Friday, February 15, 2019

The Bed Party


OLD 505 present. THE BED PARTY, by Sophia Davidson Gluyas, at the Old 505 Theatre Eliza st, Newtown. 12th - 16th February.

The Set has a large bed. On it gathers a group of five friends, five lesbians. We are at a Bed party in a shared house.

Jasmine (Brigitta Brown) arrives with her latest date relationship, Finn (Alex Moulis). They are interrupted by long time school friend of Jasmine's, Tara (Suz Mawer), who lives in the house, having declared herself bi-sexual, and is in a kind of permanent crisis of identity. An excited woman in the throws of a new last night romantic meeting, George (Mathilde Anglade), bursts into the room with an irrepressible fire-cracker energy, and in contrast, Bri (Julia Billington) fleeing a relationship with her recent partner, Kelly (Margarita Gershkovich), that has political rifts of different needs, joins this assembly and has an almost stream-of-conscious disquisition about life and living.

During the spread of time over a day or two which we spend with this group of women, those of us who are not intimate to this female world are taken into the argot, physical relaxations and friendships that are subtly nuanced in there similarities and many differences to the hetro-world and the male gay world that I participate in. One learns a lot in a very easy way. They talk uninhibitedly about many things going from 'thing to thing' and we listen with a fascination for the new - ears trained - for their personal stories, steeped in revelations.

THE BED PLAY, is a very good play. It is a refreshing exercise in the theatre and this play is wonderfully written in its covering of so may gamuts of revelations. There are no false notes of dramatic impasse, there is reasoned talk sauced with a comfortable doona that encourages true care and love. The characters, naturally, tell and deliver, quietly, a perspective from a part of our society that has felt locked away, repressed, invisible. Here is a world that is anything other than a Pandora's Box of confrontation. It is funny, wise, and best of all, normal. Oh, wow! The webbing of the unknown unravels a little and lets us in to see:  Lesbians, together, are just like anyone else when they are together. Humans trying to work it all out from their life point-of-view and honest selves.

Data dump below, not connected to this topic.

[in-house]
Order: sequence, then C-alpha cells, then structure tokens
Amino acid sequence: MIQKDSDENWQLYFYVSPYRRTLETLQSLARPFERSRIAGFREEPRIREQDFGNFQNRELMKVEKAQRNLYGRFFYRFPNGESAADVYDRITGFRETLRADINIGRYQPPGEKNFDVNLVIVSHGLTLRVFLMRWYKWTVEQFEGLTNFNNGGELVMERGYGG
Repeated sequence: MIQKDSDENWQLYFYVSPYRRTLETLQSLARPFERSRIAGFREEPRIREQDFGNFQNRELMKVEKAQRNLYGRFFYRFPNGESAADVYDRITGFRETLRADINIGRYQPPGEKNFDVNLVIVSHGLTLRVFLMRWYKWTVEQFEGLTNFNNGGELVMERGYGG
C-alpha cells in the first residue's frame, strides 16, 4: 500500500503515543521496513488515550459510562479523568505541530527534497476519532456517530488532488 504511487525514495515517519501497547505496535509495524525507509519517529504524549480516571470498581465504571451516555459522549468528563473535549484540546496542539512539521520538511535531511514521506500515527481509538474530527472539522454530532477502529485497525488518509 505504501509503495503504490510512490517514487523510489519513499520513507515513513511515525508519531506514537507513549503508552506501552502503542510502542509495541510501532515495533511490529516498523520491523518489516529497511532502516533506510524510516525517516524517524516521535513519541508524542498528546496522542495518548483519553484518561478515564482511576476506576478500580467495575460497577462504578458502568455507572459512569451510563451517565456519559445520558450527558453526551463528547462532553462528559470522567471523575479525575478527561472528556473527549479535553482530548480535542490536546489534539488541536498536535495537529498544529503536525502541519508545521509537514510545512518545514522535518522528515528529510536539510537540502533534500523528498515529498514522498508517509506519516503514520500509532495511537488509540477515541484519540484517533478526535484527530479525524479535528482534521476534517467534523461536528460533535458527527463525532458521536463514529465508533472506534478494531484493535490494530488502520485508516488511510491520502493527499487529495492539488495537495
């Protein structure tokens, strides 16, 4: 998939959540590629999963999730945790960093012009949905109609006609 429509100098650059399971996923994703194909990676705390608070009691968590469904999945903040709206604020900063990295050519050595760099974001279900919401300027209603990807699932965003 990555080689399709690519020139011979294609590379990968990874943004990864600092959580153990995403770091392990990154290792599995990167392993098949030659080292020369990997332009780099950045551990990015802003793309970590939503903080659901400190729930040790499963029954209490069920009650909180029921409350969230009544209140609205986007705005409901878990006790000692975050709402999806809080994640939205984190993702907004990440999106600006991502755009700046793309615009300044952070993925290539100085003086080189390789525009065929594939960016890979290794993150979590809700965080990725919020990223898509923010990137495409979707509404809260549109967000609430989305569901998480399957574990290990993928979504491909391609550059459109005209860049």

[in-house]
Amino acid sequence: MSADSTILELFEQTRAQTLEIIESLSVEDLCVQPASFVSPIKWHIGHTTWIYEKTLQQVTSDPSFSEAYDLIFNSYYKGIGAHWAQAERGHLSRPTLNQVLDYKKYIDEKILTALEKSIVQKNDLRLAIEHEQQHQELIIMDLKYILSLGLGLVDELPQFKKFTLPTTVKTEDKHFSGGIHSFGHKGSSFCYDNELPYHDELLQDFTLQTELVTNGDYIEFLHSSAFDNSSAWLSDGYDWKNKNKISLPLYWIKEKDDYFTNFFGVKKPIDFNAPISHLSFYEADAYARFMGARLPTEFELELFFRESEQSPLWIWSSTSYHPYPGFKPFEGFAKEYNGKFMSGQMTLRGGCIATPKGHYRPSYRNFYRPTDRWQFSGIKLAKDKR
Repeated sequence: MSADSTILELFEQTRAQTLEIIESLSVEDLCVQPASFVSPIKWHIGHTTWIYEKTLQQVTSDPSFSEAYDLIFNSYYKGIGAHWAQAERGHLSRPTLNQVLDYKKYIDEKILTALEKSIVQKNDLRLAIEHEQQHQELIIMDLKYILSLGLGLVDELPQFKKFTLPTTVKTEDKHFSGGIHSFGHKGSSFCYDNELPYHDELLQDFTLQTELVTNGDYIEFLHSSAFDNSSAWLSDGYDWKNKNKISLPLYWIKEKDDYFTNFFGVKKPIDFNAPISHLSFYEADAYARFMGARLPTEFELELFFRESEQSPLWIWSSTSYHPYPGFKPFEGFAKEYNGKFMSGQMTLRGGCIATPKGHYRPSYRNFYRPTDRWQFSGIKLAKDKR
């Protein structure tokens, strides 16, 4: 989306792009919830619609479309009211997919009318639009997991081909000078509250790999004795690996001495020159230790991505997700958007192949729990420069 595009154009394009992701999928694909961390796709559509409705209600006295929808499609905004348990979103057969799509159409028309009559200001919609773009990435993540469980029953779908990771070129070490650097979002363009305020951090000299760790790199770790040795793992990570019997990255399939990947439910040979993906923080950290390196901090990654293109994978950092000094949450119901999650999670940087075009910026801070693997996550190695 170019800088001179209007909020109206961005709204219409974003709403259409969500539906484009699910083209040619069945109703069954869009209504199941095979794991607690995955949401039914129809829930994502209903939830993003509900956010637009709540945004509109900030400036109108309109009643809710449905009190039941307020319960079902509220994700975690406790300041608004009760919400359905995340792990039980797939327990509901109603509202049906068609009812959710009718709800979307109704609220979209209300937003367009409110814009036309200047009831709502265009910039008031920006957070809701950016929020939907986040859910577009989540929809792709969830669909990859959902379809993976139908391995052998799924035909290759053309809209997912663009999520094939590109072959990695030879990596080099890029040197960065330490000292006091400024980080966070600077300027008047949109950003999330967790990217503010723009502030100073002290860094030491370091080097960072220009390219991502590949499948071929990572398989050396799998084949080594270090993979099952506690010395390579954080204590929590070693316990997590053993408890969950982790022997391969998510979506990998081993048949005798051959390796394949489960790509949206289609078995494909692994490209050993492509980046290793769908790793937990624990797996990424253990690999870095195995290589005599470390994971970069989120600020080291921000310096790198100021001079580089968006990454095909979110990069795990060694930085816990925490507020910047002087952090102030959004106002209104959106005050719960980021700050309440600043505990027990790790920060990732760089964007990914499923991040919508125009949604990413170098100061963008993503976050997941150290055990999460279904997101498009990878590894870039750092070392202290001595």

The writer has also Directed this play and does so with some confidence if not with consistent finesse. The performances are all 'charming' and effective within the range of the various actors skills and ease. All, however, are not equal and this is where the dynamics of the writing is sometimes made opaque. It does not disarm the performance but it weakens it.

Mathilde Anglade, as George, gives the most natural and complete performance having an ease, a sense of wit and daring of detail, spiked through with intelligence that is unselfconsciously charming and seductive. Julia Billington's Bri hits her stride in the politically fraught and fascinating conversation with her ex-partner Kelly in the latter scene of the play, as does Suz Mawer when the emotional world collapses around her, Tara, with a long time coming revelation.

The season is short but, truly, is arresting and enlightening. Catch it if you can.

1 comment:

Anonymous said...



I was lucky enough to catch "The Bed Party" last night (closing night) and agree wholeheartedly with all you have said in your review, Kevin.

What refreshing insight into a world that has been "repressed, invisible" and how gently the piece took the audience into their world without, as you say, being in any way "confrontational". I say this from the perspective of an older heterosexual woman.

This intelligent play brought a genuine empathy for all the young women. It showed, at times, a very wise critical overview questioning political correctness and clich├ęd polemic, among the most salient being; the issues around Gay Marriage. Why join the straight world in an institution that has treated woman as chattels? Why prop up what is essentially an institution of ownership in a patriarchal society? So much about the play was thoughtful and considered without being sententious.

The naturalistic dialogue was hilarious at times, but most of all truthful and full of heart which is not easy to do. Henry James, for all his brilliant authorship, couldn't write plays, yet this young writer, Sophia Davidson-Gluyas has a talent that exudes a sagacity and the audience wanted to listen carefully, sit up and take note.

It was a profoundly, funny and touching night at the theatre.